CA1704: Identifiers should be spelled correctly
For the latest documentation on Visual Studio 2017 RC, see Visual Studio 2017 RC Documentation.
The name of an identifier contains one or more words that are not recognized by the Microsoft spelling checker library. This rule does not check constructors or special-named members such as get and set property accessors.
This rule parses the identifier into tokens and checks the spelling of each token. The parsing algorithm performs the following transformations:
Uppercase letters start a new token. For example, MyNameIsJoe tokenizes to "My", "Name", "Is", "Joe".
For multiple uppercase letters, the last uppercase letter starts a new token. For example, GUIEditor tokenizes to "GUI", "Editor".
Leading and trailing apostrophes are removed. For example, 'sender' tokenizes to "sender".
Underscores signify the end of a token and are removed. For example, Hello_world tokenizes to "Hello", "world".
Embedded ampersands are removed. For example, for&mat tokenizes to "format".
By default, the English (en) version of the spelling checker is used. No other language dictionaries are currently available.
To fix a violation of this rule, correct the spelling of the word or add the word to a custom dictionary that is named CustomDictionary.xml. Place the dictionary in the installation directory of the tool, the project directory, or in the directory that is associated with the tool under the profile of the user (%USERPROFILE%\Application Data\...). To learn how to add the custom dictionary to a project in Visual Studio, see How to: Customize the Code Analysis Dictionary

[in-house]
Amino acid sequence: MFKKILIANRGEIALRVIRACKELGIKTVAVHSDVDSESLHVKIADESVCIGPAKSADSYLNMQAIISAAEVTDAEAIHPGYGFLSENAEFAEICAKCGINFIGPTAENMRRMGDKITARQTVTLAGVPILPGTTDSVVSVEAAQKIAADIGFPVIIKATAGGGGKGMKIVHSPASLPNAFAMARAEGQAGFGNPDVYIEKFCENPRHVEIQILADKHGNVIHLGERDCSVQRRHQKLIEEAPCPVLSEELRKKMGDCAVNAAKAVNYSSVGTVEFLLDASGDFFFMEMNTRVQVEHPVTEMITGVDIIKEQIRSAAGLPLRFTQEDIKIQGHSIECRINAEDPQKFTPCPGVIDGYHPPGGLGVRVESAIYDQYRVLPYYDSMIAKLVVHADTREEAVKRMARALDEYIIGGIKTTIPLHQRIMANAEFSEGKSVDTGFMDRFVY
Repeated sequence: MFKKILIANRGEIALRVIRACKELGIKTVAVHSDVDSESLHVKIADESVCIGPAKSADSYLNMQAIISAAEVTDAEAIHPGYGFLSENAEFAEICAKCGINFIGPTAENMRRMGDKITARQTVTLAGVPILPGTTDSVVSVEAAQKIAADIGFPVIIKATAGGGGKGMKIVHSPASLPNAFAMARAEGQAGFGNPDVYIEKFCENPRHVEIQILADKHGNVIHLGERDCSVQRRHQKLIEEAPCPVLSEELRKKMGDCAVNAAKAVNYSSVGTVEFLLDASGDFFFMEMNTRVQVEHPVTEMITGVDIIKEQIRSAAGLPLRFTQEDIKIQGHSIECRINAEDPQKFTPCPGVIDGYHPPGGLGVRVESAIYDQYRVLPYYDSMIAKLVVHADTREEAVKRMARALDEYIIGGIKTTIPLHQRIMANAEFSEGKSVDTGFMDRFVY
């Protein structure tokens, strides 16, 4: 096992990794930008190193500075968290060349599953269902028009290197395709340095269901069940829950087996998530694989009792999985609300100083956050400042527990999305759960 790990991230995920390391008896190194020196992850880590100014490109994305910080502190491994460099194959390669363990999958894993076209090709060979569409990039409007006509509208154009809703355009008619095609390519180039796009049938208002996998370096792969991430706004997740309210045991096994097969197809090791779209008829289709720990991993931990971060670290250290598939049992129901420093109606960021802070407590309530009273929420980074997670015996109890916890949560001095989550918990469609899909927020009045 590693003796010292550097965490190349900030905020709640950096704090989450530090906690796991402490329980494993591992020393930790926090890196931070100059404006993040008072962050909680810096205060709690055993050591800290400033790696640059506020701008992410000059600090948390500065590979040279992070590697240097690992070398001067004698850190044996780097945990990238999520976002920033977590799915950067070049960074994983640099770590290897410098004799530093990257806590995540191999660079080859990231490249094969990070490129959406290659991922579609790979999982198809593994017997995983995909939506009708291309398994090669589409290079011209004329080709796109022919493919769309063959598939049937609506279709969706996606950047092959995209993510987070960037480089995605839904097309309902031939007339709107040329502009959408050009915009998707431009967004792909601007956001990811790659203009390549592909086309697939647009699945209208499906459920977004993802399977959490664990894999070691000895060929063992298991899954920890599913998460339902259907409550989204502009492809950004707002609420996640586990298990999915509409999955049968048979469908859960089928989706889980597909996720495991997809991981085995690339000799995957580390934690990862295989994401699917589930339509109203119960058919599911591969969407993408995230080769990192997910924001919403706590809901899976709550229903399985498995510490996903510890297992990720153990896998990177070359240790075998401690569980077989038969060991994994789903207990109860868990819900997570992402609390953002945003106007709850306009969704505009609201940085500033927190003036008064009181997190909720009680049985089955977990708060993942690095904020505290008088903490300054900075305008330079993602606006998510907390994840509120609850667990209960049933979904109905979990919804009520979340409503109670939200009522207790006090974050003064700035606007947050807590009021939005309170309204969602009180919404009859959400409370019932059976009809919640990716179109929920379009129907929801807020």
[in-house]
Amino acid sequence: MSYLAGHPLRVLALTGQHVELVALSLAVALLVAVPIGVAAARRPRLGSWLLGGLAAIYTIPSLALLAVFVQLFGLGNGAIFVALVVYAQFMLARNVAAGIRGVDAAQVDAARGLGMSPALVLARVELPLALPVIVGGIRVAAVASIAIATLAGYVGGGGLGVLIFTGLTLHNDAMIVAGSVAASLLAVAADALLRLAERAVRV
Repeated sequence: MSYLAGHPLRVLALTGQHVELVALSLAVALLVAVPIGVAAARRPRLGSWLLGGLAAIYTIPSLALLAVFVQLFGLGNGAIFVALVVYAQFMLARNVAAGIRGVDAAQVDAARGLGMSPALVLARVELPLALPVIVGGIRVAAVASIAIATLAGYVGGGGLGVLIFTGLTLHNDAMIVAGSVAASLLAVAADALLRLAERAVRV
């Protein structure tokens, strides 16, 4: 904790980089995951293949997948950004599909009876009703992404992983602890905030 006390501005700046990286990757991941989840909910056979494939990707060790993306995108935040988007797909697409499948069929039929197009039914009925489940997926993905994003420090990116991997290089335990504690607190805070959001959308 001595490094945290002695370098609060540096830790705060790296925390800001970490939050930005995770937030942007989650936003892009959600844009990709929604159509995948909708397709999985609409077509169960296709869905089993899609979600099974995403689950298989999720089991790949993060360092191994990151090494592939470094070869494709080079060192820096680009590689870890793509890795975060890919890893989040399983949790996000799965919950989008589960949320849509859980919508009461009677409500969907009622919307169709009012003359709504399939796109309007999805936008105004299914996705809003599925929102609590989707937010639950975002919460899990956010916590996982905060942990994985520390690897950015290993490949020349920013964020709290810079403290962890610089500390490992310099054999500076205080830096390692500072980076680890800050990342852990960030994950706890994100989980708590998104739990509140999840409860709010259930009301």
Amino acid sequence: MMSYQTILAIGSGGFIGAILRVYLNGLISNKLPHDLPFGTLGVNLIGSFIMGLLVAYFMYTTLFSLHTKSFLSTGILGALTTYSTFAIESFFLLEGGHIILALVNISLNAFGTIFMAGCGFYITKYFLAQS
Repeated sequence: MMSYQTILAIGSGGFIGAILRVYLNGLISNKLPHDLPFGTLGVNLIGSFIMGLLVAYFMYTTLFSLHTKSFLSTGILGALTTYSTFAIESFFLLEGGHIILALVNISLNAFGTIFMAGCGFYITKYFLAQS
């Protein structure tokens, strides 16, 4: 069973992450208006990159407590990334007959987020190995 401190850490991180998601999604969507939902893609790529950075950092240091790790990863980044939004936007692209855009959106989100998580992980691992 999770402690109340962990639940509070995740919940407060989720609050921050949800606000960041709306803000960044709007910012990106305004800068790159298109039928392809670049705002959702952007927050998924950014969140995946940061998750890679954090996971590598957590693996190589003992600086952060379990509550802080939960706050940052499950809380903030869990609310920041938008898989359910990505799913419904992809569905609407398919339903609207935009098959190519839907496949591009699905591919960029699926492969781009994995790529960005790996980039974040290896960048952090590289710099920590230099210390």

Add words that should not cause a violation under the Dictionary/Words/Recognized path.
Add words that should cause a violation under the Dictionary/Words/Unrecognized path.
Add words that should be flagged as obsolete under the Dictionary/Words/Deprecated path. See the related rule topic CA1726: Use preferred termsfor more information.
Add exceptions to the acronym casing rules to the Dictionary/Acronyms/CasingExceptions path.
The following is an example of the structure of a custom dictionary file.
<Dictionary> <Words> <Unrecognized> <Word>cb</Word> </Unrecognized> <Recognized> <Word>stylesheet</Word> <Word>GotDotNet</Word> </Recognized> <Deprecated> <Term PreferredAlternate="EnterpriseServices">ComPlus</Term> </Deprecated> </Words> <Acronyms> <CasingExceptions> <Acronym>CJK</Acronym> <Acronym>Pi</Acronym> </CasingExceptions> </Acronyms> </Dictionary>
Suppress a warning from this rule only if the word is intentionally misspelled and the word applies to a limited set of the library. Correctly spelled words reduce the learning curve that is required for new software libraries.